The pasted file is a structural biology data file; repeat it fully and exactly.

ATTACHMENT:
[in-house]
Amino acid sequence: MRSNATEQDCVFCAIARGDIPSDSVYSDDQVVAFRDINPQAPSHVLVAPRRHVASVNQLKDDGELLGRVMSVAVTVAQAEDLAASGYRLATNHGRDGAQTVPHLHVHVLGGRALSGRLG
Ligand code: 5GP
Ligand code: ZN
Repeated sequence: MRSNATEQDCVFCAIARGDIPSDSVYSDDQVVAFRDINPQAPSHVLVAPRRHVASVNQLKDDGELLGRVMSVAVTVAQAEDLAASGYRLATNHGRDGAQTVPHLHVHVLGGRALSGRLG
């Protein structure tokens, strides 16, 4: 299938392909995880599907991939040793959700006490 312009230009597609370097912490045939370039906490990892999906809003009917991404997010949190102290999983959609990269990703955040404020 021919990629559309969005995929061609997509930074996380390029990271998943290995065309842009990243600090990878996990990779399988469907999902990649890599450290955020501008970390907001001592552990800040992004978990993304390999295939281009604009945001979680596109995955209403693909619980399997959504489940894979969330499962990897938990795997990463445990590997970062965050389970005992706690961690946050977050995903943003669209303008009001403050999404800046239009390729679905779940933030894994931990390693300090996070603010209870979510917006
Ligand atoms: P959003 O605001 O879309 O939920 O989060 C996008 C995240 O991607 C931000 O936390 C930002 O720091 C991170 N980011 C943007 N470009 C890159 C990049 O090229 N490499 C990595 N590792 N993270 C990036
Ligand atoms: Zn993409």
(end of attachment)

[in-house]
Amino acid sequence: MRSNATEQDCVFCAIARGDIPSDSVYSDDQVVAFRDINPQAPSHVLVAPRRHVASVNQLKDDGELLGRVMSVAVTVAQAEDLAASGYRLATNHGRDGAQTVPHLHVHVLGGRALSGRLG
Ligand code: 5GP
Ligand code: ZN
Repeated sequence: MRSNATEQDCVFCAIARGDIPSDSVYSDDQVVAFRDINPQAPSHVLVAPRRHVASVNQLKDDGELLGRVMSVAVTVAQAEDLAASGYRLATNHGRDGAQTVPHLHVHVLGGRALSGRLG
């Protein structure tokens, strides 16, 4: 299938392909995880599907991939040793959700006490 312009230009597609370097912490045939370039906490990892999906809003009917991404997010949190102290999983959609990269990703955040404020 021919990629559309969005995929061609997509930074996380390029990271998943290995065309842009990243600090990878996990990779399988469907999902990649890599450290955020501008970390907001001592552990800040992004978990993304390999295939281009604009945001979680596109995955209403693909619980399997959504489940894979969330499962990897938990795997990463445990590997970062965050389970005992706690961690946050977050995903943003669209303008009001403050999404800046239009390729679905779940933030894994931990390693300090996070603010209870979510917006
Ligand atoms: P959003 O605001 O879309 O939920 O989060 C996008 C995240 O991607 C931000 O936390 C930002 O720091 C991170 N980011 C943007 N470009 C890159 C990049 O090229 N490499 C990595 N590792 N993270 C990036
Ligand atoms: Zn993409």